| Joseph Carroll |
|Born||March 19, 1910|
|Died||January 20, 1991 (Age 80)|
|Relatives||James P. Carroll|
Lieutenant General Joseph Francis Carroll was the founding director of the Defense Intelligence Agency (DIA) and the first commander of the U.S. Air Force Office of Special Investigations (AFOSI or OSI).
Youth and education
General Carroll was born in Chicago, Illinois. He graduated from St. Mary of the Lake Seminary in Mundelein, Illinois, in 1933 with a Bachelor of Arts degree and earned a J.D. degree from Loyola University in 1940. He was a member of the Illinois State Bar Association from 1940 to his death.
Carroll left the Seminary of St. Mary on the eve of being ordained a deacon, a transitional stage leading to ordination to the priesthood, in order to have a relationship with Mary Morrissey, who was to become his wife. After working with Swift and Company, a meat-packing concern, in Chicago, where he rose to a position as assistant sales manager, and soon after completion of law school, he left to join the Federal Bureau of Investigation (FBI).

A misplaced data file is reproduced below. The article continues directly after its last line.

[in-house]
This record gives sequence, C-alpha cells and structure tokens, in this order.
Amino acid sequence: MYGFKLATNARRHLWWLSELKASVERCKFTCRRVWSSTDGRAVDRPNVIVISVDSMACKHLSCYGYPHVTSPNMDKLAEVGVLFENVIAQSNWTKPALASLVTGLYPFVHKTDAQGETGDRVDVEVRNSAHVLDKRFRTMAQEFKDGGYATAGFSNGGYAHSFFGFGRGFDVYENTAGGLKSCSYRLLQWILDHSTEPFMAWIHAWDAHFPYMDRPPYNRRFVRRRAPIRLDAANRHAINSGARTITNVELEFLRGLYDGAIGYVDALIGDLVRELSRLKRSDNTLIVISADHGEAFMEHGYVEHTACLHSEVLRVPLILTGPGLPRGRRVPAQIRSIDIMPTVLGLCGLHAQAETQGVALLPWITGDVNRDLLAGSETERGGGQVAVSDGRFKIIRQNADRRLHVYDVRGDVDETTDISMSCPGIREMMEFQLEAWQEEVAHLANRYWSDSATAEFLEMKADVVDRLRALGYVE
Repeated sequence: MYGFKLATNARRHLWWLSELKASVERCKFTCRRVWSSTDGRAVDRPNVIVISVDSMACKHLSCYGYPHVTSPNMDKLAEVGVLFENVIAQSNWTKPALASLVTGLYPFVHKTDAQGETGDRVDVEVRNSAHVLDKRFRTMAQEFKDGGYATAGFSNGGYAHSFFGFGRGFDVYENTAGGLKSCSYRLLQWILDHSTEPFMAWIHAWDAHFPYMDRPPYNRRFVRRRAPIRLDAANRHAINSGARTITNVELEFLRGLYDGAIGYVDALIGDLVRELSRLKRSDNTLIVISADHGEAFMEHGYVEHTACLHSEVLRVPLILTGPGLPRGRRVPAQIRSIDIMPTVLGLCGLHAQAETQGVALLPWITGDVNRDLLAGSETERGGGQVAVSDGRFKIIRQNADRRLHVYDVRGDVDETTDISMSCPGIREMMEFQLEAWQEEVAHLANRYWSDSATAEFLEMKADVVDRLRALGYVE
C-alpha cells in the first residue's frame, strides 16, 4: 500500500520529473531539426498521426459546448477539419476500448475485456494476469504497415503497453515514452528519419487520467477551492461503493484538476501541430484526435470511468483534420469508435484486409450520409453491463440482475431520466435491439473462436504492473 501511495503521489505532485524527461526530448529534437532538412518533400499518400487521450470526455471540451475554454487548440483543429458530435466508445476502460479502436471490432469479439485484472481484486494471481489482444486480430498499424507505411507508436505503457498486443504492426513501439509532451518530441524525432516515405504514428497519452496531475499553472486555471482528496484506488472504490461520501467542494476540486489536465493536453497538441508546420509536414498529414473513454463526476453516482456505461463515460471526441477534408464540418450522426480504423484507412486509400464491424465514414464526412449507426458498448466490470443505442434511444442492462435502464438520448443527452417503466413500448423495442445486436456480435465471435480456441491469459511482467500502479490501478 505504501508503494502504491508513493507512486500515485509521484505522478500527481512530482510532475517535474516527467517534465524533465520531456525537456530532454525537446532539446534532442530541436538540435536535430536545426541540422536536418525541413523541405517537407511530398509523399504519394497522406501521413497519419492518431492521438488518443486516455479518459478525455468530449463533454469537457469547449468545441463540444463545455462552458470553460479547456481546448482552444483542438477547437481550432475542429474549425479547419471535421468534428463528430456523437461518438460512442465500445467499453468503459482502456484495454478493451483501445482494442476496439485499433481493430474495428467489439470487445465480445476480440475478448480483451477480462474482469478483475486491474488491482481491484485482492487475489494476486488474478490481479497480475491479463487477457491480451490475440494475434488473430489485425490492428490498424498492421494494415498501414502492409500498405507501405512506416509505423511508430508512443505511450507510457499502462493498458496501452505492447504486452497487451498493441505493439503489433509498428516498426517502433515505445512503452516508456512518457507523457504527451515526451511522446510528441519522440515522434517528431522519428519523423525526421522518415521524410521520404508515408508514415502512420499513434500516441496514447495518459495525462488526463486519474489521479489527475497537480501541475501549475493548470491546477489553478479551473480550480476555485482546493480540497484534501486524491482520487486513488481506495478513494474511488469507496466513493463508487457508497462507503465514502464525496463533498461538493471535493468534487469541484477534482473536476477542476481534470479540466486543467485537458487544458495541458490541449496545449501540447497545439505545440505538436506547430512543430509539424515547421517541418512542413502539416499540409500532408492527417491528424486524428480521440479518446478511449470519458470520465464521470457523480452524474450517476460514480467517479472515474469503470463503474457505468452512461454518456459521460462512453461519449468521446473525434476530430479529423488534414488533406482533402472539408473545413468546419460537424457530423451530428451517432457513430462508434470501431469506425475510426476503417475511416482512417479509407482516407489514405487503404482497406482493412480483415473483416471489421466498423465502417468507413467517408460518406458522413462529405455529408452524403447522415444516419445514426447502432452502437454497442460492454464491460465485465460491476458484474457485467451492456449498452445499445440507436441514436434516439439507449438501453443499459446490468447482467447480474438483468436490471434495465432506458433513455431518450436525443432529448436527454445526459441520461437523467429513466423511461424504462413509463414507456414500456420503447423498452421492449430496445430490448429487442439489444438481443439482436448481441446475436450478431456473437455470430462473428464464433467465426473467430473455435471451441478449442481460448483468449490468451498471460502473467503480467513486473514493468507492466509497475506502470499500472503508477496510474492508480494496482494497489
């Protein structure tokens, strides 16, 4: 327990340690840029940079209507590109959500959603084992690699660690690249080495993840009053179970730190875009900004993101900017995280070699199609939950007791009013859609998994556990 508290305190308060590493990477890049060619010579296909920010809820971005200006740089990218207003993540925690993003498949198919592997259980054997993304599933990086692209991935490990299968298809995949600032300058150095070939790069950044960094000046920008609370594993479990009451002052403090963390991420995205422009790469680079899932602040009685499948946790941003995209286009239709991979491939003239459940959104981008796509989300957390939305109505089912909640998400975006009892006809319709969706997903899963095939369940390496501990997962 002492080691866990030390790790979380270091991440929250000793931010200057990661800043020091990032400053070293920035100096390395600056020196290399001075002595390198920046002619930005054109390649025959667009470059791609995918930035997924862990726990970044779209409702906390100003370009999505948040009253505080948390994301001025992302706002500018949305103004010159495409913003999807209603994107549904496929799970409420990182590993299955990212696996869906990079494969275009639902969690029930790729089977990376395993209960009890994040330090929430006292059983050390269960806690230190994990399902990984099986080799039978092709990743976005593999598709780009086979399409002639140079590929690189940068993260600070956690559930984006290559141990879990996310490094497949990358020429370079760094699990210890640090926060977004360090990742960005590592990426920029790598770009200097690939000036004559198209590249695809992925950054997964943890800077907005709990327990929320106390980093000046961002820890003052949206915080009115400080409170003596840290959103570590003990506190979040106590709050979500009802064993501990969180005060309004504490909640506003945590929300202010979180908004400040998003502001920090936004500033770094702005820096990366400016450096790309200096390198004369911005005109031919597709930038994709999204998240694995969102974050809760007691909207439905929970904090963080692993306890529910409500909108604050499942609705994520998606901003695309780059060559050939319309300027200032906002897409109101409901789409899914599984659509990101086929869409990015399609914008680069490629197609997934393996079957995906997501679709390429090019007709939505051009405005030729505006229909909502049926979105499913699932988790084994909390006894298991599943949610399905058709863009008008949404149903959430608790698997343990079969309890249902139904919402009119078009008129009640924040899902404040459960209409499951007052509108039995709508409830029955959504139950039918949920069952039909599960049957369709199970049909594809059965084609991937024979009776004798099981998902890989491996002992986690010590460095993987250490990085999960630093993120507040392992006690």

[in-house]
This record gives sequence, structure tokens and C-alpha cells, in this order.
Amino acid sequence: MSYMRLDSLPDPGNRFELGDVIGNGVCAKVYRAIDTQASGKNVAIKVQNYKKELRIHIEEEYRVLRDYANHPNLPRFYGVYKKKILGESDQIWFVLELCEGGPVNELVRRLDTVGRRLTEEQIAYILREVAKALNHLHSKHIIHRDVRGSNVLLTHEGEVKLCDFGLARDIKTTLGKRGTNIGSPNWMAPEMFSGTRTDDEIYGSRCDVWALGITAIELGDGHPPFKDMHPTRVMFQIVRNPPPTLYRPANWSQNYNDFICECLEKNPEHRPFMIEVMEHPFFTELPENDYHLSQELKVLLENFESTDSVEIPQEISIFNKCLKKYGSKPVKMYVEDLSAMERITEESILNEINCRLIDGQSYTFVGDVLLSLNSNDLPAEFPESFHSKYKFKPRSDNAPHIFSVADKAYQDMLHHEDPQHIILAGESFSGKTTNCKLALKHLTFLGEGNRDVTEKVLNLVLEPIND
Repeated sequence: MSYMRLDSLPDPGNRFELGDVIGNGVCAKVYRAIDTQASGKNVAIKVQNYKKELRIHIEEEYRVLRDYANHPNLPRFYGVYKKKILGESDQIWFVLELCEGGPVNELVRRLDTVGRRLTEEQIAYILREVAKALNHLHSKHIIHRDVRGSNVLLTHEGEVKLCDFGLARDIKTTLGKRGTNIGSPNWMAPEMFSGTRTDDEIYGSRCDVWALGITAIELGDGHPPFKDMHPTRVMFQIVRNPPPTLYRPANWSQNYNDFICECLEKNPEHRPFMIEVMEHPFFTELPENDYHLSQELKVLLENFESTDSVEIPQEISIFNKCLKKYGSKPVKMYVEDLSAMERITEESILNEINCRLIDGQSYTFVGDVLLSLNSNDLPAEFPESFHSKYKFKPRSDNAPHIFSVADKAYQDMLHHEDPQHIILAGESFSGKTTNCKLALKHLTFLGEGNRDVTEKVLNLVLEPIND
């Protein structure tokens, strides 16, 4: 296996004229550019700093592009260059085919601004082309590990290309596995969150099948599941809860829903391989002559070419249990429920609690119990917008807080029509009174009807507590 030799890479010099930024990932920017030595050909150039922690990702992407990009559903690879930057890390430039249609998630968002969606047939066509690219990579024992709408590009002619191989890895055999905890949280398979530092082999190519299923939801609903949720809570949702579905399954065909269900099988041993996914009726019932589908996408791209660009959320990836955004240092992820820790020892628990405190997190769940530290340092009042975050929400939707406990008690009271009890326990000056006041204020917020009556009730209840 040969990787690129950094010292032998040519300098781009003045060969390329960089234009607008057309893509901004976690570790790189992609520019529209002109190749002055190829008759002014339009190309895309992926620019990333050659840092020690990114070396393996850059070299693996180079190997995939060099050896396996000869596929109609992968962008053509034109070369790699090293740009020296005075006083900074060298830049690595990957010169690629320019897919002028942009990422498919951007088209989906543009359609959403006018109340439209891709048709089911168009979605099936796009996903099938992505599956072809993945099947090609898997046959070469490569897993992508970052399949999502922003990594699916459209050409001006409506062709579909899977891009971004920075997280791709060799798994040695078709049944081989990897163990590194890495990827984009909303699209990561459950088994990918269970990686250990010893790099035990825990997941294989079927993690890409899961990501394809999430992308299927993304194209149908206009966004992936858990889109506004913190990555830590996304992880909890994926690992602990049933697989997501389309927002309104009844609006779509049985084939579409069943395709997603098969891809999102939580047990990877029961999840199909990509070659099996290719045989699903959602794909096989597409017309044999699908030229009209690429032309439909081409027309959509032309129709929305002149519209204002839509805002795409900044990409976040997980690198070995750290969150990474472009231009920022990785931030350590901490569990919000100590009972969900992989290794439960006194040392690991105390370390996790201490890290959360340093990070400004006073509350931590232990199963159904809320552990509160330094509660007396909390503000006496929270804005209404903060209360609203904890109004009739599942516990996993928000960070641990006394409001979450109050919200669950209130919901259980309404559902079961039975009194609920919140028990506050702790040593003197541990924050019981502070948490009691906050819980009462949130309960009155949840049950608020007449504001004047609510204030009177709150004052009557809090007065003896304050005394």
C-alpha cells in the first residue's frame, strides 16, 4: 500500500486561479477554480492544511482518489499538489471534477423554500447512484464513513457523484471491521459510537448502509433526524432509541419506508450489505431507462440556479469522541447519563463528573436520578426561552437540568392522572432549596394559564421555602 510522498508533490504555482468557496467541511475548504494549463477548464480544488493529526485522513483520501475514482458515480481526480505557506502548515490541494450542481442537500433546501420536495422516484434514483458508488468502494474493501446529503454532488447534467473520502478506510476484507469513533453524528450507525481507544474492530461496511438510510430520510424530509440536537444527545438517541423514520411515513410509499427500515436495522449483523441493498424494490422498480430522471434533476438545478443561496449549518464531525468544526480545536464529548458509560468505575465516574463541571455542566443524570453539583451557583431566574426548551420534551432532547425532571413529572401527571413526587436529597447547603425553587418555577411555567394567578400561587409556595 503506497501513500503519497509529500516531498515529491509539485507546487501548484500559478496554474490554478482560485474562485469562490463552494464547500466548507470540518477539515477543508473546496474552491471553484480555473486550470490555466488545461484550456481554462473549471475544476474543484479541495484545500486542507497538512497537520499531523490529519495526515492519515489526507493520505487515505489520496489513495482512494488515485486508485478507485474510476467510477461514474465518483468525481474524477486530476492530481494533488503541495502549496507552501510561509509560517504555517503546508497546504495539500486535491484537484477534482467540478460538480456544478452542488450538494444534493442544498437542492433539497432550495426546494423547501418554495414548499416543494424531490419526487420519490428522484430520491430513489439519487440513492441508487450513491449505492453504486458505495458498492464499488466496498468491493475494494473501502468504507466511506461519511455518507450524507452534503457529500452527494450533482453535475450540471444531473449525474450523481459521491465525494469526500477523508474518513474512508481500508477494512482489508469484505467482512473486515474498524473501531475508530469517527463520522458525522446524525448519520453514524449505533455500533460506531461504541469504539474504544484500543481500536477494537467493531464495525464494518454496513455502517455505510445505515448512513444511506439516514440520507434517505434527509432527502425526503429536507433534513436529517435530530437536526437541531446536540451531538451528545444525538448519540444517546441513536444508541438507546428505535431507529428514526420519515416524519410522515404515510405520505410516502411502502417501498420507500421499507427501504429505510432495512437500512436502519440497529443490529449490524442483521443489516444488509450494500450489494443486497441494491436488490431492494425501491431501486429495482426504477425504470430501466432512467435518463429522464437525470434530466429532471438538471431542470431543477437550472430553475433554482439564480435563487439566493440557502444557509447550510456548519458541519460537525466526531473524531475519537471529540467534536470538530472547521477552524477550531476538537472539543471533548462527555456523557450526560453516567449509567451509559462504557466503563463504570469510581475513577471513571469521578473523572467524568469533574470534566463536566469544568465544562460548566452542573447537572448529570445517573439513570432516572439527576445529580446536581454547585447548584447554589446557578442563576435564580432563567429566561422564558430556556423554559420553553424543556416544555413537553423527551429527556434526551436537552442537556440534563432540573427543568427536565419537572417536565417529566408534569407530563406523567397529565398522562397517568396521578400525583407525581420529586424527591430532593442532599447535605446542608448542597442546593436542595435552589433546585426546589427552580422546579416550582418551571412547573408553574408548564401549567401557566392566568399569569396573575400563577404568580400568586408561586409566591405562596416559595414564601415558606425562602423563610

Carroll was survived by his wife, Mary, and five sons, one of whom is former priest and writer James Carroll.
Time as a FBI special agent
General Carroll joined the FBI in October 1940, where he served as a special agent in field offices at Memphis and Knoxville, Tennessee, before assignment to the Chicago, Illinois field office. He was instrumental in catching noted gangster Roger "Tough" Touhy, which brought him to the personal attention of FBI Director J. Edgar Hoover. In May 1944, he was transferred to the Washington headquarters of the FBI, where he held progressive positions as supervisor in charge of bank robbery and kidnapping matters, chief of the Criminal Section, and first assistant to the assistant director of the FBI in charge of the General Investigations and Accounting Division.
At the end of World War II, the U.S. Government was faced with the problem of disposition of war surplus property throughout the world. Upon special request from the administrator of the Surplus Property Administration, Carroll was lent by the attorney general and the director of the FBI to the Surplus Property Administration (later the War Assets Administration). In this assignment he organized and directed the Compliance Enforcement Division, directing all investigative activity associated with surplus property disposal. In May 1947, he was recalled to his former position in the FBI as an administrative assistant to the director of the FBI.